More than a year after the city of Los Angeles sued Wells Fargo for alleged customer account abuses, including pushing employees into opening unauthorized accounts to make sales quotas, the banking giant has been ordered to pay more than $185 million in refunds and penalties.
The Consumer Financial Protection Bureau, along with the Office of the Comptroller of the Currency and the Los Angeles city attorney, announced the joint enforcement action Thursday, putting an end to the years-long probe into Wells Fargo’s practices involving cross-selling products to customers—for example, coaxing a checking account holder to open a credit card.
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The consent order [PDF] notes that, since Jan. 2011, Wells Fargo employees regularly misused customers’ personal information, opening nearly two million unwanted accounts and failing to close the unauthorized accounts despite complaints from customers.
These actions, allege the government, were taken as a result of sales targets and compensation incentives offered by the bank.
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In order to meet these goals and receive bonuses, employees boosted sales figures by covertly opening accounts and funding them by transferring funds from consumers’ authorized accounts without their knowledge or consent, often racking up fees or other charges.
In all, Wells Fargo opened roughly 1.5 million deposit accounts and 565,000 credit card accounts that may not have been authorized by consumers.
In some cases, the bank’s employees requested and issued debit cards without consumers’ knowledge or consent, going so far as to create PINs. Additionally, the regulators found that employees created phony email addresses not belonging to consumers to enroll them in online-banking services without their knowledge or consent.
To resolve the issues, Wells Fargo is required to pay at least $2.5 million in full refunds to all affected account holders, including the cost of maintenance fees, nonsufficient fund fees, overdraft charges, and other fees they paid because of the creation of the unauthorized accounts.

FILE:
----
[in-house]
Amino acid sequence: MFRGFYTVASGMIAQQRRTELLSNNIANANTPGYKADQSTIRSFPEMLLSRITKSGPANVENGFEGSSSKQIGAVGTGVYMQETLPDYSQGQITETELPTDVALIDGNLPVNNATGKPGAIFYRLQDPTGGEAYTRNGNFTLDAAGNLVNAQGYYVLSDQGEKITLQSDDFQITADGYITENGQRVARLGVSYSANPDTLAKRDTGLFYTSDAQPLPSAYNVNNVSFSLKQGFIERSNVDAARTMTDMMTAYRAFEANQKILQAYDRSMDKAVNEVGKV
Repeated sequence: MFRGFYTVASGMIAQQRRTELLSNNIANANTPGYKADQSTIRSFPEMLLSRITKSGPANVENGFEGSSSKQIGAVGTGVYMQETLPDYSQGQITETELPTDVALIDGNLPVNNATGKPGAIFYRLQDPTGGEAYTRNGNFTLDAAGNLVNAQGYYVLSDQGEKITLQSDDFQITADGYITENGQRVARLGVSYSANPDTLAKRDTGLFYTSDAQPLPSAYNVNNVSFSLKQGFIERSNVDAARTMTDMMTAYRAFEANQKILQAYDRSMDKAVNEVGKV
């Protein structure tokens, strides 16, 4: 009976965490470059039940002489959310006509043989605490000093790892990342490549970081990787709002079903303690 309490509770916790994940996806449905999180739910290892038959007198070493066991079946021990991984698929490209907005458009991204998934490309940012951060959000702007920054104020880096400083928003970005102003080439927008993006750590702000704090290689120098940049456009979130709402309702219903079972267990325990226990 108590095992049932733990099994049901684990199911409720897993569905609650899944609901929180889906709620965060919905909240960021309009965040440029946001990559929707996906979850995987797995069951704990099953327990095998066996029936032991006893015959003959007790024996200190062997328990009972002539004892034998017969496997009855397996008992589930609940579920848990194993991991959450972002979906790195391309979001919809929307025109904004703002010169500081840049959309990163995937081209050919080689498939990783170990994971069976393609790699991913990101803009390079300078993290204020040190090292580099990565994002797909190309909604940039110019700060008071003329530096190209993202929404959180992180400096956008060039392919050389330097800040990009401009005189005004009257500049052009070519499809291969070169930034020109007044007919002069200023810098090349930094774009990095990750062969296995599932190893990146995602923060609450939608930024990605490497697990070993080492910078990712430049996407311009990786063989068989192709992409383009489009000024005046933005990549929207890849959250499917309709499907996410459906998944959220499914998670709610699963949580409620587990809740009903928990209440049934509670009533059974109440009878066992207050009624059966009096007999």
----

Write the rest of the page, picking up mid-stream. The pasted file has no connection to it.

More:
The company must separately pay a $35 million penalty to the Office of the Comptroller of the Currency, $50 million to the City and County of Los Angeles, and a $100 million penalty to the CFPB’s Civil Penalty Fund.
Wells Fargo first came under fire for the cross-selling tactics in May 2015 when the city of Los Angeles filed a lawsuit accusing the bank of engaging in a plethora of unfair practices including encouraging employees to open unauthorized consumer accounts and then charging those accounts phony fees.
The lawsuit alleged that Wells Fargo was able to create a “fee-generating machine” that harmed customers, while the bank got by relatively scott-free.
That civil complaint was followed by a class-action seeking lawsuit filed by current and former bank customers. The California man claimed, among other things, that bank employees opened at least seven accounts in his name without permission and that he was routinely hounded by bill collectors to pay fees on those accounts—both issues detailed in the city’s original complaint.
In Nov. 2015, the Office of the Comptroller of the Currency and the San Francisco Federal Reserve announced they would begin probing Wells Fargo’s sales culture to determine if the bank pushed employees too hard to meet sales quotas and turned a blind eye when those workers employed decidedly anti-consumer practices.
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